Where to Find H1N1 Information

Kids are out of school with nothing to do…

Moms need a little support and a laugh…

Moms may even find themselves caring for sick children…

I know we have made light of the Swine Flu situation here at Burb Mom, but one of the reasons we have done that is to entertain and distract local moms who now find them in a difficult situation.

We don’t take H1N1 lightly.

Here are some website links that give serious information about this recent strain of Influenza:

Wikipedia – Who could live without it?   You will find basic information about the origin and transmission of H1N1 in the linked article.

CDC – This is the Center for Disease Control website.   The information here is up to date and technical.   Here are the tips from the CDC about reducing transmission:

What You Can Do to Stay Healthy

  • Stay informed. This website will be updated regularly as information becomes available.
  • Influenza is thought to spread mainly person-to-person through coughing or sneezing of infected people.
  • Take everyday actions to stay healthy.
    • Cover your nose and mouth with a tissue when you cough or sneeze. Throw the tissue in the trash after you use it.
    • Wash your hands often with soap and water, especially after you cough or sneeze. Alcohol-based hands cleaners are also effective.
    • Avoid touching your eyes, nose or mouth. Germs spread that way.
    • Stay home if you get sick. CDC recommends that you stay home from work or school and limit contact with others to keep from infecting them.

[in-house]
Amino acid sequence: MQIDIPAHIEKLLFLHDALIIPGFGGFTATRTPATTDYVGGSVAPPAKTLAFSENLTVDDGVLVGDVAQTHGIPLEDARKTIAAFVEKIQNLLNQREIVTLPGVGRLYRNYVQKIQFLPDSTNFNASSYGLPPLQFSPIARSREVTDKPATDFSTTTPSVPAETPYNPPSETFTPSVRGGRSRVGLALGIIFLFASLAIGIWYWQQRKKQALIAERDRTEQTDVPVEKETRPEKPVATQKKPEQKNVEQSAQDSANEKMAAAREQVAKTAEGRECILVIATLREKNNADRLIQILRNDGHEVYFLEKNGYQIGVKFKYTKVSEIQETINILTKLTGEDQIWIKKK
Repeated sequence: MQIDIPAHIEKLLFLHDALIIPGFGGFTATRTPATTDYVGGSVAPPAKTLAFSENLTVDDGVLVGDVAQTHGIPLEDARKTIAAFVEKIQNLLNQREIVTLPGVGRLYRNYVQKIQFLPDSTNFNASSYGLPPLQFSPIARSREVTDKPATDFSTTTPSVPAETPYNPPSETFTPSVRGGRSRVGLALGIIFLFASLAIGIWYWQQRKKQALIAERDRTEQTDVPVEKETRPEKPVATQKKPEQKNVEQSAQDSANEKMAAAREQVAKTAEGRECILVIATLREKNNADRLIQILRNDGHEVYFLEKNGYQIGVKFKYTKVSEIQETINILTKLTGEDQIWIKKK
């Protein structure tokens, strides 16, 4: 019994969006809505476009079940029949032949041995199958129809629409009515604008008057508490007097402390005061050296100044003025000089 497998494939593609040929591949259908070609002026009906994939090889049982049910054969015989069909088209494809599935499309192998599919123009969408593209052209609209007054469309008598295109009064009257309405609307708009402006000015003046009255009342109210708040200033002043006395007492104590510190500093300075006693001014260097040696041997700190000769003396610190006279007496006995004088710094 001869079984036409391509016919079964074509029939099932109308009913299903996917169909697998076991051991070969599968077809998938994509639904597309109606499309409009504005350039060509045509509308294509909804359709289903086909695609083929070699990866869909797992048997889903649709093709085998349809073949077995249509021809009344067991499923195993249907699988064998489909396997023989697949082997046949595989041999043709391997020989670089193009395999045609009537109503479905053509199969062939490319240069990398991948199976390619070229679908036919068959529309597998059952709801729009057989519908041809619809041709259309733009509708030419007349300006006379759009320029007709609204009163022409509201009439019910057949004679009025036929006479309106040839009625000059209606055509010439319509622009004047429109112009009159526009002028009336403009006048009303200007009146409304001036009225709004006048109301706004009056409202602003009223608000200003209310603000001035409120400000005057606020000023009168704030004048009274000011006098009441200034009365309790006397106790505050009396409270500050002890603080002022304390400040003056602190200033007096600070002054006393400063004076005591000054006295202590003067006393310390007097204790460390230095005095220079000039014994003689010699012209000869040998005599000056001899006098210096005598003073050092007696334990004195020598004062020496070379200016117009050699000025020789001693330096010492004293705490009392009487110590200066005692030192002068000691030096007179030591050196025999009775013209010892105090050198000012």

• Follow public health advice regarding school closures, avoiding crowds and other social distancing measures.
  • Develop a family emergency plan as a precaution. This should include storing a supply of food, medicines, facemasks, alcohol-based hand rubs and other essential supplies.
  • Call 1-800-CDC-INFO for more information.

NLM – The National Library of Medicine has some good information and links.   It is where I found this link about interpretation of the H1N1 test results.

AAP – The American Academy of Pediatrics has good information about how the swine flu might affect kids.   I found this information there:

If you get sick, stay home from work or school, and limit your contact with others to keep from infecting them. Adults should not leave home until 7 days after symptoms begin; children should stay home 10 days after the onset of illness.

Children’s National Medical Center – has this really good information on How to Talk to your Child about Swine Flu.   Here is an excerpt:

For example, you may wish to explain that H1N1 (swine flu) is a sickness that pigs can get and these germs that cause pigs to become ill can change over time to become a sickness that people can get and pass to each other.

You can also get updates by following the CDC on Twitter.

One Comment

  1. Chase has a fever again today – do I take him to the doctor Texasholly? Do I???

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